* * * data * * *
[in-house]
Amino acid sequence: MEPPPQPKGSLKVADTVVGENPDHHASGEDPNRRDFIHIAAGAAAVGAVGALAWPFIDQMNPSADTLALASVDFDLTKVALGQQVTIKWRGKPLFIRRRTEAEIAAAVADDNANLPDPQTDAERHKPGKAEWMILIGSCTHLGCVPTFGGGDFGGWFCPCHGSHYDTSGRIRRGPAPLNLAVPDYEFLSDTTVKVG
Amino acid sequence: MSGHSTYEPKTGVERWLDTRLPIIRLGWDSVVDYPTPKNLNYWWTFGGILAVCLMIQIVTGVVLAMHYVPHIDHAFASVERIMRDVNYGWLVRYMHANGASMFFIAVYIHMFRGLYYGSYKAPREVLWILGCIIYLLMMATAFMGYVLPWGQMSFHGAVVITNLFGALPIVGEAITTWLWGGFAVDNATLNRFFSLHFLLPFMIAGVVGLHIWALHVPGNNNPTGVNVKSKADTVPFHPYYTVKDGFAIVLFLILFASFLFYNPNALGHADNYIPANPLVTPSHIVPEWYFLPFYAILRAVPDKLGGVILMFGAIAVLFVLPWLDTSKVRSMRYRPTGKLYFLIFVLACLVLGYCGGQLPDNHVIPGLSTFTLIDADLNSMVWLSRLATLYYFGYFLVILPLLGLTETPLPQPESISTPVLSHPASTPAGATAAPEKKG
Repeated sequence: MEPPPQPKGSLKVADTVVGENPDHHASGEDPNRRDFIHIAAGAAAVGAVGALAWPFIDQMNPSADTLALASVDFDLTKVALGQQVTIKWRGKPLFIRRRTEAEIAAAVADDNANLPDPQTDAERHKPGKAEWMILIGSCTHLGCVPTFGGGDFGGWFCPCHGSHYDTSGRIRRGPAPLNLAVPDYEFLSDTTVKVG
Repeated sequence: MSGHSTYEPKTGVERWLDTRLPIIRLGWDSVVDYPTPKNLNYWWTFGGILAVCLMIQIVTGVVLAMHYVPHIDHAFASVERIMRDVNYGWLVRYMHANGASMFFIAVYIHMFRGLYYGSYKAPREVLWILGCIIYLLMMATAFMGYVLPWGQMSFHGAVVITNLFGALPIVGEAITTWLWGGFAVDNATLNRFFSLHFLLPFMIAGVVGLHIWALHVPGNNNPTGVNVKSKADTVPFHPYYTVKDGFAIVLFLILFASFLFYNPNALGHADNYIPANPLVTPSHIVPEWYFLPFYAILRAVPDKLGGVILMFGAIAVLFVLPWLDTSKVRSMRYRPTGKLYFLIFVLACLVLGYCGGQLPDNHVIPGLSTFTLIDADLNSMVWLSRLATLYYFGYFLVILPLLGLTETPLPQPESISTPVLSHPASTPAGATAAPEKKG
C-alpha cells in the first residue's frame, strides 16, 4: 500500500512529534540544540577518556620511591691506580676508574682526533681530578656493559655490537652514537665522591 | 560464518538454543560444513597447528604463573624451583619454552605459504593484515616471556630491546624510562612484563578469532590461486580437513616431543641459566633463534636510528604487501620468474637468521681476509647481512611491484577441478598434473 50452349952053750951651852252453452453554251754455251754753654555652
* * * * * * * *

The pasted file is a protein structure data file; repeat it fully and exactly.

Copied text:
[in-house]
Amino acid sequence: MEPPPQPKGSLKVADTVVGENPDHHASGEDPNRRDFIHIAAGAAAVGAVGALAWPFIDQMNPSADTLALASVDFDLTKVALGQQVTIKWRGKPLFIRRRTEAEIAAAVADDNANLPDPQTDAERHKPGKAEWMILIGSCTHLGCVPTFGGGDFGGWFCPCHGSHYDTSGRIRRGPAPLNLAVPDYEFLSDTTVKVG
Amino acid sequence: MSGHSTYEPKTGVERWLDTRLPIIRLGWDSVVDYPTPKNLNYWWTFGGILAVCLMIQIVTGVVLAMHYVPHIDHAFASVERIMRDVNYGWLVRYMHANGASMFFIAVYIHMFRGLYYGSYKAPREVLWILGCIIYLLMMATAFMGYVLPWGQMSFHGAVVITNLFGALPIVGEAITTWLWGGFAVDNATLNRFFSLHFLLPFMIAGVVGLHIWALHVPGNNNPTGVNVKSKADTVPFHPYYTVKDGFAIVLFLILFASFLFYNPNALGHADNYIPANPLVTPSHIVPEWYFLPFYAILRAVPDKLGGVILMFGAIAVLFVLPWLDTSKVRSMRYRPTGKLYFLIFVLACLVLGYCGGQLPDNHVIPGLSTFTLIDADLNSMVWLSRLATLYYFGYFLVILPLLGLTETPLPQPESISTPVLSHPASTPAGATAAPEKKG
Repeated sequence: MEPPPQPKGSLKVADTVVGENPDHHASGEDPNRRDFIHIAAGAAAVGAVGALAWPFIDQMNPSADTLALASVDFDLTKVALGQQVTIKWRGKPLFIRRRTEAEIAAAVADDNANLPDPQTDAERHKPGKAEWMILIGSCTHLGCVPTFGGGDFGGWFCPCHGSHYDTSGRIRRGPAPLNLAVPDYEFLSDTTVKVG
Repeated sequence: MSGHSTYEPKTGVERWLDTRLPIIRLGWDSVVDYPTPKNLNYWWTFGGILAVCLMIQIVTGVVLAMHYVPHIDHAFASVERIMRDVNYGWLVRYMHANGASMFFIAVYIHMFRGLYYGSYKAPREVLWILGCIIYLLMMATAFMGYVLPWGQMSFHGAVVITNLFGALPIVGEAITTWLWGGFAVDNATLNRFFSLHFLLPFMIAGVVGLHIWALHVPGNNNPTGVNVKSKADTVPFHPYYTVKDGFAIVLFLILFASFLFYNPNALGHADNYIPANPLVTPSHIVPEWYFLPFYAILRAVPDKLGGVILMFGAIAVLFVLPWLDTSKVRSMRYRPTGKLYFLIFVLACLVLGYCGGQLPDNHVIPGLSTFTLIDADLNSMVWLSRLATLYYFGYFLVILPLLGLTETPLPQPESISTPVLSHPASTPAGATAAPEKKG
C-alpha cells in the first residue's frame, strides 16, 4: 500500500512529534540544540577518556620511591691506580676508574682526533681530578656493559655490537652514537665522591 | 560464518538454543560444513597447528604463573624451583619454552605459504593484515616471556630491546624510562612484563578469532590461486580437513616431543641459566633463534636510528604487501620468474637468521681476509647481512611491484577441478598434473 50452349952053750951651852252453452453554251754455251754753654555652